AMD Delivers Many Fixes For Polaris GPUs On Linux - Finally Enables ZeroRPM Fan Mode

Written by Michael Larabel in Radeon on 16 October 2020 at 06:34 AM EDT. 63 Comments
It seems AMD's Linux graphics driver team is firing with precision on all cylinders these days. Not only have they been working on timely support for the Radeon RX 6000 "RDNA 2" / "Big Navi" Linux driver support ahead of the official launch and have the initial code already upstreamed in Linux 5.9, but they've even been going back with a number of fixes for older graphics processors.

In recent months they have been making a number of improvements for older GPUs including the likes of improving the GCN 1.0/1.1 state on the AMDGPU DRM driver and new back-end LLVM targets for older GPUs stemming from some sort of internal code audit, among other fixes. The latest now to mark this work on their older hardware is a set of forty patches to start the day for Polaris GPUs.

A batch of 40 patches were sent out in the early hours of the day with quite a number of fixes and many commits citing outright corrections to the existing code. With these 40 Linux kernel driver patches there is a fix for screen flickering experienced under some multi-display setups, a memory clock switch is enabled for multi-synced displays, there is a reduction in idle power for multi-display setups, and other code alignments with Windows.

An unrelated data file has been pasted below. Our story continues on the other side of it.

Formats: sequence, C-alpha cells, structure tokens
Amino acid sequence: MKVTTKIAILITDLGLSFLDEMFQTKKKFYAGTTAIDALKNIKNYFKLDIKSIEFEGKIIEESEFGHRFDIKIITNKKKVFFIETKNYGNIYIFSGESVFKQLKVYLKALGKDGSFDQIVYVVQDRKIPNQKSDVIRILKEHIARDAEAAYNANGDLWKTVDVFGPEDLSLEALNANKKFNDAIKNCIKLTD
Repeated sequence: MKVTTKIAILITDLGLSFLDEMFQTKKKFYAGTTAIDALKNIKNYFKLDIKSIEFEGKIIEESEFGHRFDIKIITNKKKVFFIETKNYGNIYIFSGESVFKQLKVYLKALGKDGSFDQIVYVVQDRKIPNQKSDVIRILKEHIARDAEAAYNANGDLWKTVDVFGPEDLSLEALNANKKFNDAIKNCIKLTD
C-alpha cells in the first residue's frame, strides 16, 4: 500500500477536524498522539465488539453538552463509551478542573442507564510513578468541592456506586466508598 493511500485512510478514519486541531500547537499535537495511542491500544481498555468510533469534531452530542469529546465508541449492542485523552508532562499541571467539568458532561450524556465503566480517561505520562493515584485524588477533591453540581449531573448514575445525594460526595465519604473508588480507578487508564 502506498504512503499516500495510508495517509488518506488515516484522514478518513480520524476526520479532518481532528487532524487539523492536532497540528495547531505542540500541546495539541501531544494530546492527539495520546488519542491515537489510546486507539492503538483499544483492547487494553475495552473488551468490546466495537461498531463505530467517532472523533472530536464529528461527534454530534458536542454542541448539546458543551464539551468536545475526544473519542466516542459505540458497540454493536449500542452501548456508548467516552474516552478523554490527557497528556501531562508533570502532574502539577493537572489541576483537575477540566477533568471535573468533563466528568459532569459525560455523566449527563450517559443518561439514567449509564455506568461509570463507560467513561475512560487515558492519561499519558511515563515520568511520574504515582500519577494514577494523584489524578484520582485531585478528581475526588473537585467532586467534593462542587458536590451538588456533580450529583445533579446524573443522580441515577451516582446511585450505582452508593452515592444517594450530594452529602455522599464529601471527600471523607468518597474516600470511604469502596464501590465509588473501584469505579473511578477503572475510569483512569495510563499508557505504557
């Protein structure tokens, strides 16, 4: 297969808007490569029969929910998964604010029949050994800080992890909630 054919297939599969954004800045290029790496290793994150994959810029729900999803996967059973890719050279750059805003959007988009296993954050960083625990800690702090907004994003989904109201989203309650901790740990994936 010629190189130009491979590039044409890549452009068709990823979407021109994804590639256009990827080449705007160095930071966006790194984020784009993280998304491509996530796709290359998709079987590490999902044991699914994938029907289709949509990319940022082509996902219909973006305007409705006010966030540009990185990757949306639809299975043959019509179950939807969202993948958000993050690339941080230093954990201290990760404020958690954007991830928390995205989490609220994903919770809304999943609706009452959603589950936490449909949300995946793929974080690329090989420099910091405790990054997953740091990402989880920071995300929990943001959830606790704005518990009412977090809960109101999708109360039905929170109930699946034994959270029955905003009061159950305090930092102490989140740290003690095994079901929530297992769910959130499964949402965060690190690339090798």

Oh yeah, the code also finally enables the ZeroRPM fan feature on Linux for Polaris graphics cards. The ZeroRPM mode supported by some AMD Radeon graphics cards allows a quieter mode of operation and shutting off the graphics card fan under some conditions namely under idle or light load. Now this feature should be working under Linux for Polaris GPUs on capable graphics cards.

All of these corrections and many multiple display minded improvements are available for testing via the mailing list. Assuming no issues come up, this will likely be material for the Linux 5.11 kernel in early 2021.
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Michael Larabel

Michael Larabel is the principal author of and founded the site in 2004 with a focus on enriching the Linux hardware experience. Michael has written more than 20,000 articles covering the state of Linux hardware support, Linux performance, graphics drivers, and other topics. Michael is also the lead developer of the Phoronix Test Suite, Phoromatic, and automated benchmarking software. He can be followed via Twitter, LinkedIn, or contacted via

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